This is a confusing point of Special Education for many teachers and parents. Students may be diagnosed by a doctor outside of school as having a certain diagnosis, however students may only qualify for Special Education services if they fall under one of the disability categories set forth by the Individuals with Disabilities Education Act, or IDEA. Moreover, each state has the ability to define those categories as they see fit, as long as they retain the key elements of IDEA.
The federal law (IDEA) uses the following terms to define a “child with a disability”:
- Emotional disturbance,
- A hearing impairment,
- Intellectual Disability,
- An orthopedic impairment,
- Other health impairment,
- A specific learning disability,
- A speech or language impairment,
- Traumatic brain injury,
- A visual impairment including blindness, or
- Multiple disabilities.
Texas uses the following list of disability categories to determine if a student (aged 3-21) is eligible for special education and related services:
- Auditory Impairment (AI)
- Autism (AU)
- Deaf-Blindness (DB)
- Emotional Disturbance (ED)
- Intellectual Disability (ID) (formerly called Mental Retardation)
- Multiple Disabilities (MD)
- Orthopedic Impairment (OI)
- Other Health Impairment (OHI)
- Learning Disability (LD)
- Speech Impairment (SI)
- Traumatic Brain Injury (TBI)
- Visual Impairment (VI)
- Non-Categorical Early Childhood (NCEC)
Disability is determined through evaluation by a licensed school psychologist, and accepted by a committee that includes the student’s parent or legal guardian during the initial Admission, Review and Dismissal committee meeting. If a child doesn’t qualify for Special Education services, they may still be eligible for services to be provided under Section 504 of the Rehabilitation Act of 1973 to ensure that their individual educational needs are met as adequately as those of non-disabled students.
Teachers usually know what to expect from those few weeks just prior to the arrival of students. There are a few housekeeping meetings with HR and payroll. Then, there might be a session to review safety protocols and go over the curriculum. If you are lucky, someone brings in some good, strong coffee and doughnuts. Everyone is anxious to get into their rooms and work. You always hope for engaging professional development sessions, but you don’t always get them. Today was that session: Collins Writing Program by none other than John Collins himself. Dr. Collins is a product of Boston University and the University of Massachutes, so his accent along was enough to keep me engage, but it was his hands-on approach that made the hours fly by. Our curriculum coordinator started off the session by relaying how she had first come across this writing program. She told us how this writing program had just “made sense” to her and that she hoped to bring this writing program to our school. Of course, she’s required to get us excited about the speaker because that is the job of the person that is making the introductions, correct? As soon as he started speaking, I knew that this was probably going to be the highlight our teacher training week.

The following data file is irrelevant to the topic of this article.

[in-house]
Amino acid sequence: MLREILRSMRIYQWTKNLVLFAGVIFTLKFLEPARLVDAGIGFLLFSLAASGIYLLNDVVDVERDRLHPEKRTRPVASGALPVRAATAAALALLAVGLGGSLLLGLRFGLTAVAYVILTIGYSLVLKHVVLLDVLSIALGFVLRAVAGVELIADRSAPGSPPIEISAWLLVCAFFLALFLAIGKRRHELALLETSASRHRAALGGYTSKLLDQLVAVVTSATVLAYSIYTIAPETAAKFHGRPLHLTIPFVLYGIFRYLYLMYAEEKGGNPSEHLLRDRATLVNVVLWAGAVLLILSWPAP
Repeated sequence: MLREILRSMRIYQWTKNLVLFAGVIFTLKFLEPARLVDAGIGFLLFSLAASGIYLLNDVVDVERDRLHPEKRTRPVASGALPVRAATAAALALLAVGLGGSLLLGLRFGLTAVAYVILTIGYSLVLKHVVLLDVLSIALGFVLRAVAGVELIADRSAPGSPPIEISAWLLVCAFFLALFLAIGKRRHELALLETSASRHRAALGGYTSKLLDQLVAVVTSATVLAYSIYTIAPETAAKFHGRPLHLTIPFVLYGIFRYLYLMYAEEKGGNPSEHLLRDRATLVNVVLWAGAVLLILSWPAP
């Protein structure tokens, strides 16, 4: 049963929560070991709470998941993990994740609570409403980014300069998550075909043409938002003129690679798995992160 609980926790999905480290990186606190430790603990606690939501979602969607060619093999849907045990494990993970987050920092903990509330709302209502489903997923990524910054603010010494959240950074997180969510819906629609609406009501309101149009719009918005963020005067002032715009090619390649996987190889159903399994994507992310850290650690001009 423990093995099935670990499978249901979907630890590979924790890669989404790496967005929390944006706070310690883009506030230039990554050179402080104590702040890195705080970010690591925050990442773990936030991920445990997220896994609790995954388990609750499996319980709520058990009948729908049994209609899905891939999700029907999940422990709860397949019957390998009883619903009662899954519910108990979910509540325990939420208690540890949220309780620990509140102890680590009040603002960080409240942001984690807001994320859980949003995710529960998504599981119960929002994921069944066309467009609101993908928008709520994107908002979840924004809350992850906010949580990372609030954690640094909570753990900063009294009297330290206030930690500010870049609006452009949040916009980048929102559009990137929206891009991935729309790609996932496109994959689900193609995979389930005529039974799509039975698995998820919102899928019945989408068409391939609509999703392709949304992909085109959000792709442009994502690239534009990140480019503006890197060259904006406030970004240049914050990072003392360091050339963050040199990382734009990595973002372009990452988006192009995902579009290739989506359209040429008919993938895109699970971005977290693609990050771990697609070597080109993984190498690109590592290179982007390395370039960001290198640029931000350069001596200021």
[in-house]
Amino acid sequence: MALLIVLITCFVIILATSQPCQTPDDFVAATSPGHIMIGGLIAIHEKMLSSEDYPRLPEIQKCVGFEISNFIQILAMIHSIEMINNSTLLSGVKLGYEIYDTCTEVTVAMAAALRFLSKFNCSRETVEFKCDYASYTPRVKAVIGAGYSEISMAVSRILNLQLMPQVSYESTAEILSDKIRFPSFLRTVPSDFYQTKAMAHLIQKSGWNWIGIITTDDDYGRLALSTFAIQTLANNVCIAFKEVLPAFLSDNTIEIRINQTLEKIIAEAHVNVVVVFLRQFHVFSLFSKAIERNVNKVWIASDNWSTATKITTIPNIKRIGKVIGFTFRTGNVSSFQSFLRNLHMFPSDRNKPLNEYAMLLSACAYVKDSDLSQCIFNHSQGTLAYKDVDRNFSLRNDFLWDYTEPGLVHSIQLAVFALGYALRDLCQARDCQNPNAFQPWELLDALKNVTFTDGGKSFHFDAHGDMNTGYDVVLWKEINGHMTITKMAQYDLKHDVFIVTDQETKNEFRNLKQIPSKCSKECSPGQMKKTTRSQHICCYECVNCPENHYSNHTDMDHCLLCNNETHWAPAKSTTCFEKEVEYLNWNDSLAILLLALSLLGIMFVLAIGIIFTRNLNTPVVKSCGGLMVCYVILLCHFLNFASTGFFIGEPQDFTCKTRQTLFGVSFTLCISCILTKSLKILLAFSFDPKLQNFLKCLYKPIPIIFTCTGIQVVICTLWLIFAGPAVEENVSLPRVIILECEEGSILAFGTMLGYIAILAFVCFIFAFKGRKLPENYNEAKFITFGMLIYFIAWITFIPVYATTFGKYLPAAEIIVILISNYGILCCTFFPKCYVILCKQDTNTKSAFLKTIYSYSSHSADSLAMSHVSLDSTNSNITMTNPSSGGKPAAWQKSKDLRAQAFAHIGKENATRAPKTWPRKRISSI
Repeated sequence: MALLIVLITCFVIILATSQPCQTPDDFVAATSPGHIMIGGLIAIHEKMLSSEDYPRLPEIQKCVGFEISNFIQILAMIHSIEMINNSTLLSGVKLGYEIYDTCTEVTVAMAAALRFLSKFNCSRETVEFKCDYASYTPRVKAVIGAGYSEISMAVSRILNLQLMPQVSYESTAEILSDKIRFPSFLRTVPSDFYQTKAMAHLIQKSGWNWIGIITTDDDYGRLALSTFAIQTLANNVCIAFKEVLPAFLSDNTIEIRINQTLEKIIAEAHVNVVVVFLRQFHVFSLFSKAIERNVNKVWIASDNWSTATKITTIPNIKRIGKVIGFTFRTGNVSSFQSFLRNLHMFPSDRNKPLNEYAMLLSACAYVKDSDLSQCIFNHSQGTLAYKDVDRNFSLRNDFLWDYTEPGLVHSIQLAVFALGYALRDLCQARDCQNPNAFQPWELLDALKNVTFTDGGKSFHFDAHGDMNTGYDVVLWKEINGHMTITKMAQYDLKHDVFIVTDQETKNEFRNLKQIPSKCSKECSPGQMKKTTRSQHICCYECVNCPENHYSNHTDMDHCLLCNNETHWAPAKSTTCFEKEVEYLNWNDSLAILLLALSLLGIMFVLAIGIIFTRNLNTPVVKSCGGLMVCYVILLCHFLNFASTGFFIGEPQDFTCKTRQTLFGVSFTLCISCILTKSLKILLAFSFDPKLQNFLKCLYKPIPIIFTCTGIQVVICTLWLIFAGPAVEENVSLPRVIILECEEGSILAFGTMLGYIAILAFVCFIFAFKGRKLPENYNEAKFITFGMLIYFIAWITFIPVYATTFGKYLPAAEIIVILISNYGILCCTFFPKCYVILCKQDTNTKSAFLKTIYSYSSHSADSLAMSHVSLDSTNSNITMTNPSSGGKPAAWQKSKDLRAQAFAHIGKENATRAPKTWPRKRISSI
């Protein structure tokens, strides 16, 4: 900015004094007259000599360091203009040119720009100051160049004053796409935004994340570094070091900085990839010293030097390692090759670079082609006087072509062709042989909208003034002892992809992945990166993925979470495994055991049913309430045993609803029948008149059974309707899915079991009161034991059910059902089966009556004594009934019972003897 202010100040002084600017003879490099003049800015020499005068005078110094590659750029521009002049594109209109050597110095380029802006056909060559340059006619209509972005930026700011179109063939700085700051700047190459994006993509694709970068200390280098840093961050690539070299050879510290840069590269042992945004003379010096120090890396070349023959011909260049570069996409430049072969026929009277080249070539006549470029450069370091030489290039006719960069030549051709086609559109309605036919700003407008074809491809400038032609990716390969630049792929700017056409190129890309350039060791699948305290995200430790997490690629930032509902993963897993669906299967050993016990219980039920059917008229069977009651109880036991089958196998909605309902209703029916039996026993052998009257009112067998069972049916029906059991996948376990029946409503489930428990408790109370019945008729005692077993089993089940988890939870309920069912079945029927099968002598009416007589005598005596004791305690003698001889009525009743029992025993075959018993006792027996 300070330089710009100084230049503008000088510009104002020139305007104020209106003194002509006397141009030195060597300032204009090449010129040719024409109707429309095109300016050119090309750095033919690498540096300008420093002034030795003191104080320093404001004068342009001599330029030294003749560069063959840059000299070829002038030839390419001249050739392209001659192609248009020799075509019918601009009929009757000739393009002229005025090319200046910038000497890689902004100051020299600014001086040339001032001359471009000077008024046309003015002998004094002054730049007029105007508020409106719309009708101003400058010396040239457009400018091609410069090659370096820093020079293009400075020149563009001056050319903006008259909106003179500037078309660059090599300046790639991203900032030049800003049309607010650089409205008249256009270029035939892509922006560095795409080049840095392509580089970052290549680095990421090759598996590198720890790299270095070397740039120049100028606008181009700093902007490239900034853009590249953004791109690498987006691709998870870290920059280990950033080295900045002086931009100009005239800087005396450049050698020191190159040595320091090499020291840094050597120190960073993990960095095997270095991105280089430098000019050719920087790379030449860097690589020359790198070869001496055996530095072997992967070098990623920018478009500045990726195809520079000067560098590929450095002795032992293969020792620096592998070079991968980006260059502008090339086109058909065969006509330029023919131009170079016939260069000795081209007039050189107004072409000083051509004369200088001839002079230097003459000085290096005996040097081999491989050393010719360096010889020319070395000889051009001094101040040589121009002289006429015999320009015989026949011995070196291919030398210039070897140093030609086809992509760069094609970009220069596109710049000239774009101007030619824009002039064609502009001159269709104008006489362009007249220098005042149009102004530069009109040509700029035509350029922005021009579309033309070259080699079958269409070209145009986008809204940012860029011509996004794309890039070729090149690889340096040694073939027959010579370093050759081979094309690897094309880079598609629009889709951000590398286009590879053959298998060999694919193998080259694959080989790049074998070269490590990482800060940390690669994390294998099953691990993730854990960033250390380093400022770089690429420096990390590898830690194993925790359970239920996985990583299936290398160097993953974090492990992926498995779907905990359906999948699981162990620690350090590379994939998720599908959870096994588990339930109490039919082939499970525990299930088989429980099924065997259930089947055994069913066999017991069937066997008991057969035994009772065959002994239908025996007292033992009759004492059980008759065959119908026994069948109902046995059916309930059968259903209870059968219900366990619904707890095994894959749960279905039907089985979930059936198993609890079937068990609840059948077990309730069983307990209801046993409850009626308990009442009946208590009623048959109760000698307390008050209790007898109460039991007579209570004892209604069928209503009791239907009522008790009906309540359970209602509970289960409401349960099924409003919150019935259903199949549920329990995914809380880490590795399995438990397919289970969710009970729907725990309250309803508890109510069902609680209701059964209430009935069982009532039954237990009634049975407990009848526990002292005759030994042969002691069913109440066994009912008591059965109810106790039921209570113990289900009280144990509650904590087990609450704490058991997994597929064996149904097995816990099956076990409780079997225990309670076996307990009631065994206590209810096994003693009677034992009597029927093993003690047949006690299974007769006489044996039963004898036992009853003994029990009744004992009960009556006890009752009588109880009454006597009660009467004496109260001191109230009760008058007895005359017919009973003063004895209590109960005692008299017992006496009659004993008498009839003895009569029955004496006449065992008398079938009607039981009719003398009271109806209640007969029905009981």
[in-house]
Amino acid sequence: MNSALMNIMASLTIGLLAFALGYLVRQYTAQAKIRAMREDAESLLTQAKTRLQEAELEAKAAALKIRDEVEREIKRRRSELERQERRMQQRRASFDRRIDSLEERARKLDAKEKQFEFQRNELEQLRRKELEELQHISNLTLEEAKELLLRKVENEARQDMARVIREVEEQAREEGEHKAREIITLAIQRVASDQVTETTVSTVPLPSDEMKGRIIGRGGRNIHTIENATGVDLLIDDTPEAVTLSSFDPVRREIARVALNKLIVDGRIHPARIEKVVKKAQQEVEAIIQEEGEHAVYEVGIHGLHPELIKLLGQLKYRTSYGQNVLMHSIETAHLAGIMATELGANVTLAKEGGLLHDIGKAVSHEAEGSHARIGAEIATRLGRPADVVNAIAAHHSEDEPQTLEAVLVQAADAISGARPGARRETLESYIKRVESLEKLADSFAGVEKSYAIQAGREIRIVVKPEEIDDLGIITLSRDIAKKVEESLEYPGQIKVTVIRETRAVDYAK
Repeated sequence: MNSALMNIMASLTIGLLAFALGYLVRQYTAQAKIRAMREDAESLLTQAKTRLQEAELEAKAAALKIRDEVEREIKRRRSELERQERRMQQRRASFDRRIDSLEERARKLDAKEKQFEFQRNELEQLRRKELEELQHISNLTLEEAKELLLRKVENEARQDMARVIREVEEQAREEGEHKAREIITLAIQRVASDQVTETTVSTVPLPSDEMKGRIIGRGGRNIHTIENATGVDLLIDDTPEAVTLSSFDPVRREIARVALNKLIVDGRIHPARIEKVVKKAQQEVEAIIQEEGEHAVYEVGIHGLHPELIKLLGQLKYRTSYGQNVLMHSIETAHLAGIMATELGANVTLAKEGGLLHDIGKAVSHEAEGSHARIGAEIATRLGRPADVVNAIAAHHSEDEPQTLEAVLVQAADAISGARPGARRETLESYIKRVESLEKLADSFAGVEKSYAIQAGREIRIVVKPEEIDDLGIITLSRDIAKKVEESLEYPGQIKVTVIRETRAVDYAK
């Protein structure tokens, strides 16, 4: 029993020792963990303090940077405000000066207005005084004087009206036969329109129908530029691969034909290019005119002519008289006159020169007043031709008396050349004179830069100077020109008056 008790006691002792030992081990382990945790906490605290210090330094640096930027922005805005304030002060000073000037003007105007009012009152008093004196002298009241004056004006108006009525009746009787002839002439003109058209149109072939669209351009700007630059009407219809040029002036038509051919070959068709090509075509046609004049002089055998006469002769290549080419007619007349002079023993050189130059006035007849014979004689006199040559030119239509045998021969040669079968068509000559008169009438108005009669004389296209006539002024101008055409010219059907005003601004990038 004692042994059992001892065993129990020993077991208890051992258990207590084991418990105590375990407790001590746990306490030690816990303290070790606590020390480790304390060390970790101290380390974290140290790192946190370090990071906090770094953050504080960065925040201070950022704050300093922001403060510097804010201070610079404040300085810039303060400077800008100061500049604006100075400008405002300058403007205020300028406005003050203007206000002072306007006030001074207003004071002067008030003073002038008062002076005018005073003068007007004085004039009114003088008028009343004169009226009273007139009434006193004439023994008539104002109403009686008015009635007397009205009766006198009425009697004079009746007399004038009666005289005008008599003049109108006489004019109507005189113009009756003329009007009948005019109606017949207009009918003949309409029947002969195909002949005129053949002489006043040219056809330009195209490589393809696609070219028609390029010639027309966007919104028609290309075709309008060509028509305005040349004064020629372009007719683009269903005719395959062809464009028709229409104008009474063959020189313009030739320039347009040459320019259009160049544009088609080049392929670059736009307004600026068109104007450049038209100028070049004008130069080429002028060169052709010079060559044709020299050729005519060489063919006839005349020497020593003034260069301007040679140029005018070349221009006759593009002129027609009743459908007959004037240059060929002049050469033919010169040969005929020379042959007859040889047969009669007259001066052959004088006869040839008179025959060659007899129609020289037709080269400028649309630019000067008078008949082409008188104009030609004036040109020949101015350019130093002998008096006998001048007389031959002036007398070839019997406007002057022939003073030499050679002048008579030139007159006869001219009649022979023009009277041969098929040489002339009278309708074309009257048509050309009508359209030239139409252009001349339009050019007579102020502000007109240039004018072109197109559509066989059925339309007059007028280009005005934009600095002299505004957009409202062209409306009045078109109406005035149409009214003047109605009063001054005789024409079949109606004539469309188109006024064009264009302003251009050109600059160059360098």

If you haven’t heard of this writing program, I think it will change your life. It is writing program that is designed to be implemented across the curriculum. It is a way of learning to write, and more importantly, it is a way of writing to learn. The program consists of five types of writing. Each type has a purpose: brainstorming, responding, individual editing, peer review, and publishing. There are a lot of built in engagement strategies, but it isn’t just about engagement. It gets kids thinking and processing through writing. Dr. Collins also touched on strategies for summarizing that support the Type 3 and 4 writing processes, as well as using Type 1 writing to building vocabulary and background knowledge. All of the types of writing integrate with each other, can be used independently or interwoven, and truly can be used in every classroom to fortify student learning.
If you still aren’t even a little bit curious to go and check it our for yourself, the other pillar of the Collins Writing Program is helping teachers increase student achievement while decreasing the amount of time they spend grading and scoring papers. I think we can expect to see huge gains from students in their level of independence and their confidence in their writing if our teachers implement this curriculum with validity in their classrooms.
If you have more questions about Collins Writing, be sure to check out the FAQ page. Also, check back throughout the year for updates on how I am implementing the Collins Writing Program in my resource classroom, as well as how I am supporting other teachers who might be using the program in my co-taught classes. Also, don’t forget to ‘like’ me on Facebook , follow me on Pinterest and drop me a line if you have a great lesson, activity or story from middle school that you would like to share!
“Make sure that you base your IEP on the TEKS, and don’t forget about OT/PT.”
If you have ever listened to a group of Special Education teachers for any length of time, you might start to wonder if they developed their own language. Special Education terms can vary by state, or even between districts. It’s not always easy to keep everything straight, so I have put together a short list of commonly used Special Education terms that I thought might be helpful for teachers, parents, or anyone interested in finding out more about Special Education. I will post new terms as the year goes on. Here are a handful of terms to get you started.
- ARD – These letters stand for Admission, Review, and Dismissal. The purpose of the ARD meeting is to provide an opportunity for parents and educators to discuss and develop an educational program for the student (the I.E.P.) The ARD must take place at least once each school year, although it can happen anytime decisions about the student need to be made. The group of people who make educational decisions about the student are known as the ARD committee. Participants in this committee can include, but are not limited to: the student, parents and/or legal guardians, the student’s case manager, the Special Education coordinator, general education teachers that work directly with the student, speech therapists, occupational therapists, physical therapists, parent advocates, and social workers.